FR1302232A * Title not available
Referenced by
Citing PatentFiling datePublication dateApplicantTitle
US3920553 *Jun 27, 1974Nov 18, 1975Amf IncPositioning device for filter cartridge assembly
US4133763 *Dec 5, 1977Jan 9, 1979Pall CorporationFilter assembly with replaceable filter element
US4174231 *Sep 8, 1977Nov 13, 1979Hobgood Harold GMethod for flushing the crankcase of an internal combustion engine
US4297212 *Jun 9, 1980Oct 27, 1981Padgett Sr Henry AFor automobiles
US4680110 *Jun 25, 1984Jul 14, 1987Davco Manufacturing CorporationFor replacing existing fuel filters of diesel machines
US5230795 *Dec 12, 1991Jul 27, 1993Yang Wen ChenQuick release oil filter
US5779900 *Nov 22, 1996Jul 14, 1998Nelson Industries, Inc.In-situ cleanable filter with filtered cleanser
US5958230 *Jan 30, 1998Sep 28, 1999Eagle Fitter CorporationFilter for gasoline and other liquids
US6019229 *Dec 18, 1997Feb 1, 2000Fleetguard, Inc.Self-centering, floating retainer for spin-on filter
US6024229 *Feb 27, 1998Feb 15, 2000Ayers; William R.Reusable filter assembly
US6085915 *Nov 22, 1996Jul 11, 2000Nelson Industries, Inc.Back-washable spin-on oil filter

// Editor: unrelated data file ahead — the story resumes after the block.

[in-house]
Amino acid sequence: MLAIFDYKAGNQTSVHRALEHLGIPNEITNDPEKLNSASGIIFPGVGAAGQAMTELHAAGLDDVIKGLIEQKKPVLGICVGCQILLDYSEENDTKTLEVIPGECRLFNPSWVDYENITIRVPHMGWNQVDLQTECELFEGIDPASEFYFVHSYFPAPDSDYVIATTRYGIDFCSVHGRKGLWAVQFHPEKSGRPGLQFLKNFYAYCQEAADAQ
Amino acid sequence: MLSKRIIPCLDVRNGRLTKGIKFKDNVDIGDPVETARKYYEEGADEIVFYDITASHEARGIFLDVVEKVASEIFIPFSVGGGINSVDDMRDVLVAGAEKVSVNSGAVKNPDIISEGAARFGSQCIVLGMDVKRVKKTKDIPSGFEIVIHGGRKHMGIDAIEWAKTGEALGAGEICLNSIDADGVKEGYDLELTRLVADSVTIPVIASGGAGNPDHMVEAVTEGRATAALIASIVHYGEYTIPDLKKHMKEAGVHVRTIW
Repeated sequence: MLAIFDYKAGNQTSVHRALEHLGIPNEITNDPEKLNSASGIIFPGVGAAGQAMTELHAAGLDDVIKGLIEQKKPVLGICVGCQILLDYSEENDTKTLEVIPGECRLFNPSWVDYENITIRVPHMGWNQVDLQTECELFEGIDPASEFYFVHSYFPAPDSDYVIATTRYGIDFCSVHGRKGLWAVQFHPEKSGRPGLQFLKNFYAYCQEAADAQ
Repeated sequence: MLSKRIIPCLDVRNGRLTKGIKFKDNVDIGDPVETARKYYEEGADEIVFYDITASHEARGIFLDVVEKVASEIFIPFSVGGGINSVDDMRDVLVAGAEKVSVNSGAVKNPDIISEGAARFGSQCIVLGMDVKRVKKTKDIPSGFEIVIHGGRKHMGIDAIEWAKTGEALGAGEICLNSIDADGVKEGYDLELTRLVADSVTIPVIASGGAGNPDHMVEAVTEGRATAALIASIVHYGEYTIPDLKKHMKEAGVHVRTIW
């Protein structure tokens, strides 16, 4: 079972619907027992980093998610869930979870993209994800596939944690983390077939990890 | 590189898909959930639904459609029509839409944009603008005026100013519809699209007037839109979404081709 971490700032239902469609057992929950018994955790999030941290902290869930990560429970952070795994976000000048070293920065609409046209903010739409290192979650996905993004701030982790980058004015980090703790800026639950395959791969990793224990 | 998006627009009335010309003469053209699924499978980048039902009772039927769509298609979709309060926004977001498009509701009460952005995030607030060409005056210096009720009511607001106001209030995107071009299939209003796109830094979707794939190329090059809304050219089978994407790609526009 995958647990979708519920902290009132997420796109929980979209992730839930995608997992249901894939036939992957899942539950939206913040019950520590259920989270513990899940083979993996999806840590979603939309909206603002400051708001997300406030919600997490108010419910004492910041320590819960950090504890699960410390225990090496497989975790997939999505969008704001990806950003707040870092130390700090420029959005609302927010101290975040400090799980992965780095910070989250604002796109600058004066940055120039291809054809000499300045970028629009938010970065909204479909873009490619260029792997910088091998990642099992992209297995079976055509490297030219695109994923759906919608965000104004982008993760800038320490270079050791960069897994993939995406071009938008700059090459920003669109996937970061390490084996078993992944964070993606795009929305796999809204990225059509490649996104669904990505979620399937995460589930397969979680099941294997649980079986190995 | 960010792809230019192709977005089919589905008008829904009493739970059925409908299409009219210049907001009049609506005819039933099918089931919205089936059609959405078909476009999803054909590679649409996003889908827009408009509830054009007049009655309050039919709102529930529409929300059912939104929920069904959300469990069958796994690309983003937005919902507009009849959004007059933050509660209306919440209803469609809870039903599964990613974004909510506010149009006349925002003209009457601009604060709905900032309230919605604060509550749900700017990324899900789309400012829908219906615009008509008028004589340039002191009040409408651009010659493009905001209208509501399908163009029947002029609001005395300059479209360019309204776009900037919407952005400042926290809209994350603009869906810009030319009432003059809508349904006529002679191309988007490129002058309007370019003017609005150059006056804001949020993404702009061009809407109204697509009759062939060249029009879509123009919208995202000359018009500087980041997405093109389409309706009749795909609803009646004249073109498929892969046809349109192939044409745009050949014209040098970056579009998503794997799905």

US6355169 *Apr 24, 2000Mar 12, 2002Vortex International, LlcOil filter adapter ring
US6488848Apr 24, 2000Dec 3, 2002Vortex International, LlcCleanable filter with ported cylinder adjacent screen
US6540914Apr 24, 2000Apr 1, 2003Vortex International, LlcCleanable filter with spinning screen
US6666968Mar 22, 2001Dec 23, 2003Vortex International, LlcFluid filtration apparatus
US6770110 *Apr 17, 2000Aug 3, 2004Brueninghaus Hydromatik GmbhFiltering device comprising a detachable filter housing
US6818125Nov 27, 2002Nov 16, 2004Vortex International, LlcEngine block with angled oil outlets
US20100193417 *Aug 20, 2008Aug 5, 2010Mann+Hummel GmbhExchangeable Filter
USRE30779 *Apr 24, 1980Oct 20, 1981Pall CorporationFilter assembly with replaceable filter element
Classifications
U.S. Classification210/136, 210/440, 210/DIG.170, 210/442, 210/232
International ClassificationB01D29/21, B01D35/147, B01D35/153, B01D29/15
Cooperative ClassificationB01D29/15, B01D29/21, B01D35/153, B01D35/147, Y10S210/17
European ClassificationB01D29/15, B01D29/21, B01D35/153, B01D35/147